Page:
Spring 2016

Document Type

Master's Thesis (Open Access)

Degree Name

Master of Science (M.S.)


Science & Environmental Policy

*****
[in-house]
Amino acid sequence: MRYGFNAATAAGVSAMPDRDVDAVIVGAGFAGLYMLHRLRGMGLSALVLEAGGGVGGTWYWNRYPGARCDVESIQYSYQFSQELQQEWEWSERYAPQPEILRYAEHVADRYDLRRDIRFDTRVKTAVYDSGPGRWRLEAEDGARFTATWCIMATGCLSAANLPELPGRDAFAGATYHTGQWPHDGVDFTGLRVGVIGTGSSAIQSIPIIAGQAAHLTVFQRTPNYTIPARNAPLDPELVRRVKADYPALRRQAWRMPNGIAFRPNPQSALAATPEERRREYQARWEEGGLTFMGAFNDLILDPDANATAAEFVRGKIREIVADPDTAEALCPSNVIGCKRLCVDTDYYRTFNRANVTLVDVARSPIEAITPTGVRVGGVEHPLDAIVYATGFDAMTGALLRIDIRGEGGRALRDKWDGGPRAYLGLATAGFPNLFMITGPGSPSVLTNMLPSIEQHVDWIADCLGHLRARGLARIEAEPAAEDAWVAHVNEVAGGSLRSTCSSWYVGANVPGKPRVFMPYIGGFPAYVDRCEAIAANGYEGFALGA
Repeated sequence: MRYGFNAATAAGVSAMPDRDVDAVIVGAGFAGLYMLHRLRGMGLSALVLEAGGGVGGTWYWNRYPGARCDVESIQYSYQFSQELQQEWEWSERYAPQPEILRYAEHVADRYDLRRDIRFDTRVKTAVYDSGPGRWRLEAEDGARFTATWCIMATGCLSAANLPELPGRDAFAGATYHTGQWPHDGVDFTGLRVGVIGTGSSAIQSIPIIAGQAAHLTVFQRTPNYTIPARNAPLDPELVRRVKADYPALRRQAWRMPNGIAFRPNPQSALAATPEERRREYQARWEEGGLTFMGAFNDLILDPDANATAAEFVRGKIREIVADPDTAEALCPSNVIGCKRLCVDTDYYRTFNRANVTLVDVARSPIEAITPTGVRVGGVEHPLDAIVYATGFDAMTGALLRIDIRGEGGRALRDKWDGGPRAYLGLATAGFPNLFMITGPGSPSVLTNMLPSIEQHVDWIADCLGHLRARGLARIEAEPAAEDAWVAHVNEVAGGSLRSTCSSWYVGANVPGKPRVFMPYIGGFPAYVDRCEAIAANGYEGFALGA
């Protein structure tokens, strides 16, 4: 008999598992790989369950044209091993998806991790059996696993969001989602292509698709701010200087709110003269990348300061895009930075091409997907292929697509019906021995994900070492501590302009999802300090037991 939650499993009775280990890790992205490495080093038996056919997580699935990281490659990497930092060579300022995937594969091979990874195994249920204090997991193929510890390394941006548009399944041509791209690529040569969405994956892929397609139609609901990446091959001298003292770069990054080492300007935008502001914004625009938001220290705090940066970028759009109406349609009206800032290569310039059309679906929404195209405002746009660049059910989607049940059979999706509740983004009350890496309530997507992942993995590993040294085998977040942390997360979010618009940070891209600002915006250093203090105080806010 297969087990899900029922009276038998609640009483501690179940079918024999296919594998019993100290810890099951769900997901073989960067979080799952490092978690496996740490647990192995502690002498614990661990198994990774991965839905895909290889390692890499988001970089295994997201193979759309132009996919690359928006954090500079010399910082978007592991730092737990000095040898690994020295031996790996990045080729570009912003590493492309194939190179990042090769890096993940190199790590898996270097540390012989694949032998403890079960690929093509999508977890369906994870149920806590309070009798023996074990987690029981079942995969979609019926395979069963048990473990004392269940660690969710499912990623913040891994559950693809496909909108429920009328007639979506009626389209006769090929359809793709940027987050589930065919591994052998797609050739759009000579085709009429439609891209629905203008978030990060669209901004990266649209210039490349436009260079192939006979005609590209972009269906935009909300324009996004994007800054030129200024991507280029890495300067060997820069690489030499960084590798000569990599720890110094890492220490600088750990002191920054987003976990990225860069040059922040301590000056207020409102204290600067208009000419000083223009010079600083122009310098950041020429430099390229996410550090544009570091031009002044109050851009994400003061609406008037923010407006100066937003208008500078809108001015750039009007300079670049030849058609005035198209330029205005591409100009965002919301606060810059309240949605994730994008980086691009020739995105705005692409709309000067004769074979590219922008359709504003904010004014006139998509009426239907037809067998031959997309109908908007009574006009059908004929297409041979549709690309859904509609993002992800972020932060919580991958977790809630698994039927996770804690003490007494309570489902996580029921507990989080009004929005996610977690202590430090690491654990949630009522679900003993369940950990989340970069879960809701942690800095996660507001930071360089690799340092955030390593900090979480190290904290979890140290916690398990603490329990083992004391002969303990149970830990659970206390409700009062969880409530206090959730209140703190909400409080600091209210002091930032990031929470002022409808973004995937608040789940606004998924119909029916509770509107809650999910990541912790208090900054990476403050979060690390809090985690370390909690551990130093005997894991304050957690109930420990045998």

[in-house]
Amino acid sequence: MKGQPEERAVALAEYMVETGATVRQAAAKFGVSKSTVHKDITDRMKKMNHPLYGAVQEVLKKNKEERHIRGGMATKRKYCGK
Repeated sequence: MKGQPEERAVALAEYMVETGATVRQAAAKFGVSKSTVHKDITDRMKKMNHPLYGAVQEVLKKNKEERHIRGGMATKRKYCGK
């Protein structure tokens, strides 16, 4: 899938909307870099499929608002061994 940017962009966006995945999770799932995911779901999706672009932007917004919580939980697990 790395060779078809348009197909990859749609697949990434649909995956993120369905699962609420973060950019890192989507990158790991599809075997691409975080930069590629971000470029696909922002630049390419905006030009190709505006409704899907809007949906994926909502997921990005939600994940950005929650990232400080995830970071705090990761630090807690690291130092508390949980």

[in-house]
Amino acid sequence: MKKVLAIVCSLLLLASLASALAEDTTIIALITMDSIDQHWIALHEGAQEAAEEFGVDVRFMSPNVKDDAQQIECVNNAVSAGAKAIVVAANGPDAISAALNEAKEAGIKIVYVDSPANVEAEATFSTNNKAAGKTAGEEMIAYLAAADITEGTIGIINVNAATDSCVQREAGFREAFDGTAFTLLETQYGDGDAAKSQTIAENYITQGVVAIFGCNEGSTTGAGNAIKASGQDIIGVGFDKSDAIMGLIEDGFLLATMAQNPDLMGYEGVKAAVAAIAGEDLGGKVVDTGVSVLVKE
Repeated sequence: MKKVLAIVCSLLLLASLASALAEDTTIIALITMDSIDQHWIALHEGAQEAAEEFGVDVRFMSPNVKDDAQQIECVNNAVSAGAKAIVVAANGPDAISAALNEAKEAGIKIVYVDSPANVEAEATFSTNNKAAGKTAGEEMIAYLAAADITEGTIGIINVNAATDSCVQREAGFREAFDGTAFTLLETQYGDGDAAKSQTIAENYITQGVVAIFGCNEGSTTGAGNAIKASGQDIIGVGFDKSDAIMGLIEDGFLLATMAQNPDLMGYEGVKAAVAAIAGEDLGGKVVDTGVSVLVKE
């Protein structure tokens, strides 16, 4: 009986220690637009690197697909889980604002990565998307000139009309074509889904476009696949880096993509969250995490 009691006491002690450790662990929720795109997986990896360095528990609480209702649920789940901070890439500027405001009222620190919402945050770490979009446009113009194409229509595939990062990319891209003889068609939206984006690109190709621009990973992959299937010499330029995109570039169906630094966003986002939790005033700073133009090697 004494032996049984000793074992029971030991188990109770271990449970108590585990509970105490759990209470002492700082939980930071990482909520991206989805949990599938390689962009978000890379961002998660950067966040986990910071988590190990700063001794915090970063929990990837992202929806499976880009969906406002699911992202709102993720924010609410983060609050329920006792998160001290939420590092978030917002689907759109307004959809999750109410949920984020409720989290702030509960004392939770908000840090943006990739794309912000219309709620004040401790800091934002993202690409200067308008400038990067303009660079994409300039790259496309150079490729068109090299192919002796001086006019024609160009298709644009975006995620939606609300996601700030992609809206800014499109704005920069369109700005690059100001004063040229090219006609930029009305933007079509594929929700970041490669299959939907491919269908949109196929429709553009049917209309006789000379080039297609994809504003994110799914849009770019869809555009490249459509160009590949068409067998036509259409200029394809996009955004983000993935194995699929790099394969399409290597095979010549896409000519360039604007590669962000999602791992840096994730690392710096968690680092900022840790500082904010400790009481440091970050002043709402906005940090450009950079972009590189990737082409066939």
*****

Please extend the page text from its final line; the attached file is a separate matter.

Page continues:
The rocky intertidal zone serves as an important nighttime high tide foraging habitat for the California spiny lobster (Panulirus interruptus) but the role of this habitat in supporting this valuable species may vary with fine-scale differences in the habitat. On Catalina Island, variation in the proportions of crabs, mussels, and limpets that lobsters target may reflect variation in prey availability or consumer population demographics, independent of fishing pressure. I estimated the relative contribution of three important lobster prey taxa by applying Bayesian mixing models in MixSIAR to δ15N and δ13C signatures of lobsters and their prey from both a fished and a protected site. Mixing models indicated that mussels represented a greater proportion of the diet of lobsters from the fished site which has persistent mussel beds, a known foraging habitat for lobsters. Mixing models that incorporated demographic variables also indicated that foraging site, sex, and carapace length were important variables in explaining variation in spiny lobster diet. Manly selectivity analyses indicated that overall lobsters selectively forage for mussels at both sites but prey use and selectivity also varied between individuals. The strategy of closing areas to fishing can impact local trophic dynamics but habitat quality, regardless of fishing pressure, remains an important factor in determining prey availability and community trophic dynamics. This study provides evidence suggesting that fine-scale differences in foraging habitat equate to differential foraging potential and influence consumer diets.